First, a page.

Many grid-based methods for particle problems have incorporated some form of local direct-force calculation, such as the particle-particle/particle-mesh (PPPM) method or the method of local corrections (MLC), to correct the force on a local subset of particles. The grid is used to propagate the far-field component of the force while direct-force calculations provide the near-field component either completely or as a correction to the ``external'' potential. The computational cost strongly depends on the criterion used to distinguish near-field objects from far-field objects. Extremely inhomogeneous systems of densely clustered particles can deteriorate to nearly if most of the particles are considered neighbors requiring direct force computation.
A class of alternative techniques which have been implemented with great success utilize methods to efficiently calculate and combine the coefficients of an analytic approximation to the particle forces using spherical harmonic multipole expansions in three dimensions.
where the multipole moments
are the disjoint spatial regions, and is the Green's function. Instead of integrating G over the volume , one may compute the potential (and, in a similar manner, the gradient) at any position by calculating the multipole moments which characterize the density distribution in each region, evaluating G and its derivatives at , and summing over indices. This algorithm is described more extensively in Section 12.4.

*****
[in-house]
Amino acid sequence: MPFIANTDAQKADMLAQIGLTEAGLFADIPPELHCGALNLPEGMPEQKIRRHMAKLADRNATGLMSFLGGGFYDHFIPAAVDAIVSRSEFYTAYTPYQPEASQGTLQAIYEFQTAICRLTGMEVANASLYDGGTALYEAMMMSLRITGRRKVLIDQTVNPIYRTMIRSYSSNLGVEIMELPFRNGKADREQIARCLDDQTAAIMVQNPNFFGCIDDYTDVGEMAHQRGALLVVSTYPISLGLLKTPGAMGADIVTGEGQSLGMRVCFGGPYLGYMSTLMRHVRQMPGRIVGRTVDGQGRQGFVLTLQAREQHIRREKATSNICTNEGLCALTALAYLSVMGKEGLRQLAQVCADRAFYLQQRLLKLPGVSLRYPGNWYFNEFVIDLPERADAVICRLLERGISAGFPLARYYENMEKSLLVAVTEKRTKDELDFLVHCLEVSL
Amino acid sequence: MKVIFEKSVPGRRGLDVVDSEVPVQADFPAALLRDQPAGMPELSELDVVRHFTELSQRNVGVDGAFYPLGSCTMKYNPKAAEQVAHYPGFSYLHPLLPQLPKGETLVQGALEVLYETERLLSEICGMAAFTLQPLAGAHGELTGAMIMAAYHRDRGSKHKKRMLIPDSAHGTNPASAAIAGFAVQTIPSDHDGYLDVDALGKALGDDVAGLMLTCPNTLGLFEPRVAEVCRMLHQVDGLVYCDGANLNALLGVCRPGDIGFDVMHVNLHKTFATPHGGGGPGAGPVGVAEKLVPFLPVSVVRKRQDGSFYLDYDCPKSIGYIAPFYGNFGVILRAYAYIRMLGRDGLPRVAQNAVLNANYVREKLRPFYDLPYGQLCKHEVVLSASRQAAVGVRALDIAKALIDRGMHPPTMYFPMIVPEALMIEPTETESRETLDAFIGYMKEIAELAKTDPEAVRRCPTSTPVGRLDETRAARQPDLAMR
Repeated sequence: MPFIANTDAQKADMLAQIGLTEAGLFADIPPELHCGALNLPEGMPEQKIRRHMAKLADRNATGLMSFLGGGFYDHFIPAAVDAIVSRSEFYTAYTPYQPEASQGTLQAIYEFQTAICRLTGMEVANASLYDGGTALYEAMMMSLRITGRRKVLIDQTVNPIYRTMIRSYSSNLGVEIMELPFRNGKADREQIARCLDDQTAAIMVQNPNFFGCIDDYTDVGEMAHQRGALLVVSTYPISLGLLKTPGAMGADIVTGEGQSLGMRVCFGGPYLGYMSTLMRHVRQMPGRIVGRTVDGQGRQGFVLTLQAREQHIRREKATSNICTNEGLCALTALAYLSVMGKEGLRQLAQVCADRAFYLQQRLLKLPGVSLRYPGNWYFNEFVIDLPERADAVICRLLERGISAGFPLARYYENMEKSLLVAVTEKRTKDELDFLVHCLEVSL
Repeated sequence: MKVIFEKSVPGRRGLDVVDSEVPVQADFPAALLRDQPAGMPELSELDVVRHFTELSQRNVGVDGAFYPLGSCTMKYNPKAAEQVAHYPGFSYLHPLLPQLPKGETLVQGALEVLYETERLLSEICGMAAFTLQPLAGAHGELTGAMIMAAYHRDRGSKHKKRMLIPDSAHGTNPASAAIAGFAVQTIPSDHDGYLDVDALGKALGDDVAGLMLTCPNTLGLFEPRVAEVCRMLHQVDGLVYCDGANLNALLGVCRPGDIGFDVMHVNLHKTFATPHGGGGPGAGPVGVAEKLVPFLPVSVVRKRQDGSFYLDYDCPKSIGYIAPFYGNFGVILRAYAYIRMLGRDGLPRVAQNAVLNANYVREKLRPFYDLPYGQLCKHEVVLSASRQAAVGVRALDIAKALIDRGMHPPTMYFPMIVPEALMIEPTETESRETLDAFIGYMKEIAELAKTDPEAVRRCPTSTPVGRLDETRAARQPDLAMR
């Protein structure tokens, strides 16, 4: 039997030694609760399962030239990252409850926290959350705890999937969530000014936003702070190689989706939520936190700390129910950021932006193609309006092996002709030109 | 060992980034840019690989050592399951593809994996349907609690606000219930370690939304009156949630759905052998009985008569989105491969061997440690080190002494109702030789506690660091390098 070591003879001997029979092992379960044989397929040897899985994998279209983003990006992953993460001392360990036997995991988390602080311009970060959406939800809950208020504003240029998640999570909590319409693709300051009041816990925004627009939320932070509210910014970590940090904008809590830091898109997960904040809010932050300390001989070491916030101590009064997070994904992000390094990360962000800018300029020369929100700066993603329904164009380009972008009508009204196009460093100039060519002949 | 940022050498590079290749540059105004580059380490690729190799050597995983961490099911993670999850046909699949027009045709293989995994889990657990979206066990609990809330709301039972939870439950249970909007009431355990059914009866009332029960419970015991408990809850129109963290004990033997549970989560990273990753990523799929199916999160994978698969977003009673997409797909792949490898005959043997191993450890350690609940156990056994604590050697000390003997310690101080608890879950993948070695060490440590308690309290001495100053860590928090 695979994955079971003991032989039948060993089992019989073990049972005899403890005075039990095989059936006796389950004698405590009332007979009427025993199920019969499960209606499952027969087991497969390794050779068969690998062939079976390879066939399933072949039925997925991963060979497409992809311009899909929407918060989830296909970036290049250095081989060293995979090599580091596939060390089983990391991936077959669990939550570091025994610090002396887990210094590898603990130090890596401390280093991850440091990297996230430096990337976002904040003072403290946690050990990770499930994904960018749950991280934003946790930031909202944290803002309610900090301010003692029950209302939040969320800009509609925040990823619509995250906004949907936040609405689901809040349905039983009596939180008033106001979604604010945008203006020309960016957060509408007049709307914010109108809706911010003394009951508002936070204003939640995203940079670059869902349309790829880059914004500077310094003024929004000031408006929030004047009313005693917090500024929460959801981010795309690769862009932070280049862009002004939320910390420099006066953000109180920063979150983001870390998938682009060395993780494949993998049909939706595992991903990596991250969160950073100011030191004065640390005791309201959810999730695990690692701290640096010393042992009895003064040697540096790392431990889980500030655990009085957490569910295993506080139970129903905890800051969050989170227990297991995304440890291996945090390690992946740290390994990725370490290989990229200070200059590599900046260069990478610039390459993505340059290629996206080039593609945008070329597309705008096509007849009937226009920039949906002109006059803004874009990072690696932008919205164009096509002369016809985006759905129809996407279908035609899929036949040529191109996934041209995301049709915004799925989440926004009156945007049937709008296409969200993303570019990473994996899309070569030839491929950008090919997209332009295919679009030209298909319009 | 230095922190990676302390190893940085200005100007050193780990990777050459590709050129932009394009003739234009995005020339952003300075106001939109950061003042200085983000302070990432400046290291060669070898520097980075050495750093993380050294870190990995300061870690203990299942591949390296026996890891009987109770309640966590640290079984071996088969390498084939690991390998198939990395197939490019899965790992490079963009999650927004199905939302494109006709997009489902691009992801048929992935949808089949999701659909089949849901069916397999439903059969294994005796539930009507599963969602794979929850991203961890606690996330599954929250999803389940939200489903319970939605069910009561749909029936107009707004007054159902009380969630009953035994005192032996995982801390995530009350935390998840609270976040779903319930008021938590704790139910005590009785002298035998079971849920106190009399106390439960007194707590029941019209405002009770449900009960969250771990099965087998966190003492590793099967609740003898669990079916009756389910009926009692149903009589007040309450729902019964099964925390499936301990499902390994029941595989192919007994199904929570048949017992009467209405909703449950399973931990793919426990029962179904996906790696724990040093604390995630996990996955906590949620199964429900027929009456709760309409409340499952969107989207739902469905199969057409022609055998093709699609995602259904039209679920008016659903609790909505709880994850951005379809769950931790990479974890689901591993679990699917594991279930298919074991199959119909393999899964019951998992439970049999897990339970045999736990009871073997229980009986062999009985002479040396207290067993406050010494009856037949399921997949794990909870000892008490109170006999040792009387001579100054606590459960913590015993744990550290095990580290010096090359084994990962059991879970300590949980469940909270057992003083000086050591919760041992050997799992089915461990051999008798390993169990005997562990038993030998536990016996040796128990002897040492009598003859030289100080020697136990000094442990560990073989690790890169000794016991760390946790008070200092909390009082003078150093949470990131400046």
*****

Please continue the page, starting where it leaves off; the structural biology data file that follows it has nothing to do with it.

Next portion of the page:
Not only does spatially sorting the particles into a tree-type data structure provide an efficient database for individual and collective particle information [Samet:90a], but the various algorithms require and utilize the hierarchical grouping of particles and combined information to calculate the force on each particle from the multipole moments in operations or less.
Implementations for three-dimensional problems frequently use an oct-tree-a cube divided into eight octants of equal spatial volume which contain subcubes similarly divided. The cubes continue to nest until, depending on the algorithm, the cube contains either zero or one particles or a few particles of equal number to the other ``terminal'' cells. Binary trees which subdivide the volume with planes chosen to evenly divide the number of particles instead of the space also have been used [Appel:85a]; a single bifurcation separates two particles spaced arbitrarily close together while the oct-tree would require arbitrarily many subcubes refining one particular region. This approach may produce fewer artifacts by not imposing an arbitrary rectangular structure onto the simulation, but construction is more difficult and information about each cut must be stored and used throughout the computation.
Initial implementations for both grid-based and multipole techniques normally span the entire volume with a uniform resolution net in which to catch the result. While this is adequate for homogeneous problems, it either wastes computational effort and storage or sacrifices accuracy for problems which exhibit clustering and structure. Many of the algorithms described above provide enough flexibility to allow adaptive implementations which can conform to complicated particle distribution or accuracy constraints.